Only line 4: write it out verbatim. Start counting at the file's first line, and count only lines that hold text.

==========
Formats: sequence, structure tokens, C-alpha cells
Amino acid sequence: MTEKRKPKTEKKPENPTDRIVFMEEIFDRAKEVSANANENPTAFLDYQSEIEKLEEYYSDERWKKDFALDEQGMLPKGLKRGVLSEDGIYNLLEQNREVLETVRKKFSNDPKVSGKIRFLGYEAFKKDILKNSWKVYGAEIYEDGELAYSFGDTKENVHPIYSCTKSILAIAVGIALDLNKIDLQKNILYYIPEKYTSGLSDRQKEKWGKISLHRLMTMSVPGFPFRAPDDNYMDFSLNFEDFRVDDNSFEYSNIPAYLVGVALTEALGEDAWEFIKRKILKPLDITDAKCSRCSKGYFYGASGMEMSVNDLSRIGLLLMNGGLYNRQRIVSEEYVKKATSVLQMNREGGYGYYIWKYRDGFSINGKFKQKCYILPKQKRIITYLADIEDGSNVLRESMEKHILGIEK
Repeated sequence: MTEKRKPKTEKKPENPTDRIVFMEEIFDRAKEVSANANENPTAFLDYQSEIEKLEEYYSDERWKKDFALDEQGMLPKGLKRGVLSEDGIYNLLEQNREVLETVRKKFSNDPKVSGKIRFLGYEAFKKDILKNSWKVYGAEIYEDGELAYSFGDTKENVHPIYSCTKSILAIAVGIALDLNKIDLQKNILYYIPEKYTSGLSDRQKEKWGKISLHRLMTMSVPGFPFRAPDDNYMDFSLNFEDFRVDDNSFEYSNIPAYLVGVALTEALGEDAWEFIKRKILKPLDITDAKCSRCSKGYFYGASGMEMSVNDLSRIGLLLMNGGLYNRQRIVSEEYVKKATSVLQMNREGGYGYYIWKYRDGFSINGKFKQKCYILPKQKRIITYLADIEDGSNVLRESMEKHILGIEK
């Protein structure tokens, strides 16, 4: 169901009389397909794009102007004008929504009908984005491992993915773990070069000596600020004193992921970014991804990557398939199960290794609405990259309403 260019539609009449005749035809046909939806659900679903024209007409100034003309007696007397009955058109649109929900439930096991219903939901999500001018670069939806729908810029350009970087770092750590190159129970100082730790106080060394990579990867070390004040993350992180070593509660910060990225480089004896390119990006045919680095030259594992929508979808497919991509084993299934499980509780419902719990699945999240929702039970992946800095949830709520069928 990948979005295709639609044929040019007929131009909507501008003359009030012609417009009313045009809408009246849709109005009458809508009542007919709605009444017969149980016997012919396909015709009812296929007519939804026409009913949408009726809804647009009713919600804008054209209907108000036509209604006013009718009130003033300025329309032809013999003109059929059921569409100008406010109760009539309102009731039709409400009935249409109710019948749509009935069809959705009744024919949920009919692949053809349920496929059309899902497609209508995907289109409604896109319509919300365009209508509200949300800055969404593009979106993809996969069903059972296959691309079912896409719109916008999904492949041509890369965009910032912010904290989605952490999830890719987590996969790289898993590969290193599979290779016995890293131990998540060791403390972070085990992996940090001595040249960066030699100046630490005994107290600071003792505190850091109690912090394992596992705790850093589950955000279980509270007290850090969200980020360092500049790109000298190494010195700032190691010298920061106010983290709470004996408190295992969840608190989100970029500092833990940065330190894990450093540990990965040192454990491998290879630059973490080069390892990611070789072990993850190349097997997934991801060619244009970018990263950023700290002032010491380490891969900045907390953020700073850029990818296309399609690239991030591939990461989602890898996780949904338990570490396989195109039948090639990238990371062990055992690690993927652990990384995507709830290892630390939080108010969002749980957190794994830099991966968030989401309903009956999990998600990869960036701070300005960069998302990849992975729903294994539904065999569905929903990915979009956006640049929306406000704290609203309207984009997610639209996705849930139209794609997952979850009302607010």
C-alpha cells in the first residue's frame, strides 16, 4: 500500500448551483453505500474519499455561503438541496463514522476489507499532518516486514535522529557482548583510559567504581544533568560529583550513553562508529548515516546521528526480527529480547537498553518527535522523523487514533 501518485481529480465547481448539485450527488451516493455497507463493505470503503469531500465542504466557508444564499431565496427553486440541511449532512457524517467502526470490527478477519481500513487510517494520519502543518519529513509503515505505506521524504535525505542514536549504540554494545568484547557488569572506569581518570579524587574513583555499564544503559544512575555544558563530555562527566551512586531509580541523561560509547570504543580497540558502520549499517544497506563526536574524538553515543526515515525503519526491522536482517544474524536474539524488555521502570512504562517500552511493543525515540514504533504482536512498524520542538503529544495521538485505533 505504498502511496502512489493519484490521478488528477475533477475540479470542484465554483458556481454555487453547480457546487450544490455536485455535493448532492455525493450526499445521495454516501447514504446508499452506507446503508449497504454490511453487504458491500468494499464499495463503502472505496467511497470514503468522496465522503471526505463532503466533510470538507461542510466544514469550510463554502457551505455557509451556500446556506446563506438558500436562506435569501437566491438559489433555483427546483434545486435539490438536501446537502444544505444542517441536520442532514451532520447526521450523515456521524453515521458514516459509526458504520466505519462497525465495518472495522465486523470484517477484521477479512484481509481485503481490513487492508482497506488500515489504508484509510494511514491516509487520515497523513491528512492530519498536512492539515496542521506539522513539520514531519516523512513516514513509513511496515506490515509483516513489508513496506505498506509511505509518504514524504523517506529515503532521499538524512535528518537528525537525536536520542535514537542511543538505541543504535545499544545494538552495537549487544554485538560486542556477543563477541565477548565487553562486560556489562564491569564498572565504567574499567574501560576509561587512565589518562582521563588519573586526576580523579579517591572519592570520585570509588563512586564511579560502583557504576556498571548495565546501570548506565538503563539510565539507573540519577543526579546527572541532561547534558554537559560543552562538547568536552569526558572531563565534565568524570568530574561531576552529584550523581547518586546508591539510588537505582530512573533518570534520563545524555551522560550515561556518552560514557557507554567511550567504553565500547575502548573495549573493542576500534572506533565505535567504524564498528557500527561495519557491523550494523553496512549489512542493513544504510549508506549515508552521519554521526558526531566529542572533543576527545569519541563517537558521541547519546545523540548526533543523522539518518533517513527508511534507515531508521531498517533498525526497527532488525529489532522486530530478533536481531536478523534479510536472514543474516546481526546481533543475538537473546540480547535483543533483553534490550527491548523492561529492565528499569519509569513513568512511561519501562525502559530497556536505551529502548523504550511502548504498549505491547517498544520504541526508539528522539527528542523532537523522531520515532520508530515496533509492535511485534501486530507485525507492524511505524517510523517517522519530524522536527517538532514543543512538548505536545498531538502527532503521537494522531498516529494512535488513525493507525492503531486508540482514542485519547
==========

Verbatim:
């Protein structure tokens, strides 16, 4: 169901009389397909794009102007004008929504009908984005491992993915773990070069000596600020004193992921970014991804990557398939199960290794609405990259309403 260019539609009449005749035809046909939806659900679903024209007409100034003309007696007397009955058109649109929900439930096991219903939901999500001018670069939806729908810029350009970087770092750590190159129970100082730790106080060394990579990867070390004040993350992180070593509660910060990225480089004896390119990006045919680095030259594992929508979808497919991509084993299934499980509780419902719990699945999240929702039970992946800095949830709520069928 990948979005295709639609044929040019007929131009909507501008003359009030012609417009009313045009809408009246849709109005009458809508009542007919709605009444017969149980016997012919396909015709009812296929007519939804026409009913949408009726809804647009009713919600804008054209209907108000036509209604006013009718009130003033300025329309032809013999003109059929059921569409100008406010109760009539309102009731039709409400009935249409109710019948749509009935069809959705009744024919949920009919692949053809349920496929059309899902497609209508995907289109409604896109319509919300365009209508509200949300800055969404593009979106993809996969069903059972296959691309079912896409719109916008999904492949041509890369965009910032912010904290989605952490999830890719987590996969790289898993590969290193599979290779016995890293131990998540060791403390972070085990992996940090001595040249960066030699100046630490005994107290600071003792505190850091109690912090394992596992705790850093589950955000279980509270007290850090969200980020360092500049790109000298190494010195700032190691010298920061106010983290709470004996408190295992969840608190989100970029500092833990940065330190894990450093540990990965040192454990491998290879630059973490080069390892990611070789072990993850190349097997997934991801060619244009970018990263950023700290002032010491380490891969900045907390953020700073850029990818296309399609690239991030591939990461989602890898996780949904338990570490396989195109039948090639990238990371062990055992690690993927652990990384995507709830290892630390939080108010969002749980957190794994830099991966968030989401309903009956999990998600990869960036701070300005960069998302990849992975729903294994539904065999569905929903990915979009956006640049929306406000704290609203309207984009997610639209996705849930139209794609997952979850009302607010």